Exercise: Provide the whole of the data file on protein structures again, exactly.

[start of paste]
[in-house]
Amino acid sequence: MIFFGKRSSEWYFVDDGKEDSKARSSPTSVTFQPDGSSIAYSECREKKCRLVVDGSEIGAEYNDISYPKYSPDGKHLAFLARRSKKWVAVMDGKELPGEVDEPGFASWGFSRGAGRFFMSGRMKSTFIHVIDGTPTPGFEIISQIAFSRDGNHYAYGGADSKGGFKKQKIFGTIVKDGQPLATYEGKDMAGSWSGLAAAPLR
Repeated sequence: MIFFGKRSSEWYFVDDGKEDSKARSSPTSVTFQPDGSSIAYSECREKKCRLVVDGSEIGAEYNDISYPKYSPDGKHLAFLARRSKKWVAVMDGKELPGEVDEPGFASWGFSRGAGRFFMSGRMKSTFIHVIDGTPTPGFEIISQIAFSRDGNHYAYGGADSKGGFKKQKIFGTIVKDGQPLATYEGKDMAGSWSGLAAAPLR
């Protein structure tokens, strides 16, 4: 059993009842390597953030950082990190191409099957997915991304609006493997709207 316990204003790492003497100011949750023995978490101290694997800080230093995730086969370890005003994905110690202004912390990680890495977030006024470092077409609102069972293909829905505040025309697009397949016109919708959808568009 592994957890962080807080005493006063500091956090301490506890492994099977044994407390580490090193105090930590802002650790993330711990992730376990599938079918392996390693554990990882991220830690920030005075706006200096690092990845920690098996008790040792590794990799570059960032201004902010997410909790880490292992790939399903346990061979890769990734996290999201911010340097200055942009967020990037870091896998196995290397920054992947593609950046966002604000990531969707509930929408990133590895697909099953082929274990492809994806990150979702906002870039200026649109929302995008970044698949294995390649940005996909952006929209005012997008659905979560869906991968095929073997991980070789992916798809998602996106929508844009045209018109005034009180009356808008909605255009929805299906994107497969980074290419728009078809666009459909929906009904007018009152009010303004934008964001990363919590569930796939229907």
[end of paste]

[in-house]
Amino acid sequence: MIFFGKRSSEWYFVDDGKEDSKARSSPTSVTFQPDGSSIAYSECREKKCRLVVDGSEIGAEYNDISYPKYSPDGKHLAFLARRSKKWVAVMDGKELPGEVDEPGFASWGFSRGAGRFFMSGRMKSTFIHVIDGTPTPGFEIISQIAFSRDGNHYAYGGADSKGGFKKQKIFGTIVKDGQPLATYEGKDMAGSWSGLAAAPLR
Repeated sequence: MIFFGKRSSEWYFVDDGKEDSKARSSPTSVTFQPDGSSIAYSECREKKCRLVVDGSEIGAEYNDISYPKYSPDGKHLAFLARRSKKWVAVMDGKELPGEVDEPGFASWGFSRGAGRFFMSGRMKSTFIHVIDGTPTPGFEIISQIAFSRDGNHYAYGGADSKGGFKKQKIFGTIVKDGQPLATYEGKDMAGSWSGLAAAPLR
């Protein structure tokens, strides 16, 4: 059993009842390597953030950082990190191409099957997915991304609006493997709207 316990204003790492003497100011949750023995978490101290694997800080230093995730086969370890005003994905110690202004912390990680890495977030006024470092077409609102069972293909829905505040025309697009397949016109919708959808568009 592994957890962080807080005493006063500091956090301490506890492994099977044994407390580490090193105090930590802002650790993330711990992730376990599938079918392996390693554990990882991220830690920030005075706006200096690092990845920690098996008790040792590794990799570059960032201004902010997410909790880490292992790939399903346990061979890769990734996290999201911010340097200055942009967020990037870091896998196995290397920054992947593609950046966002604000990531969707509930929408990133590895697909099953082929274990492809994806990150979702906002870039200026649109929302995008970044698949294995390649940005996909952006929209005012997008659905979560869906991968095929073997991980070789992916798809998602996106929508844009045209018109005034009180009356808008909605255009929805299906994107497969980074290419728009078809666009459909929906009904007018009152009010303004934008964001990363919590569930796939229907």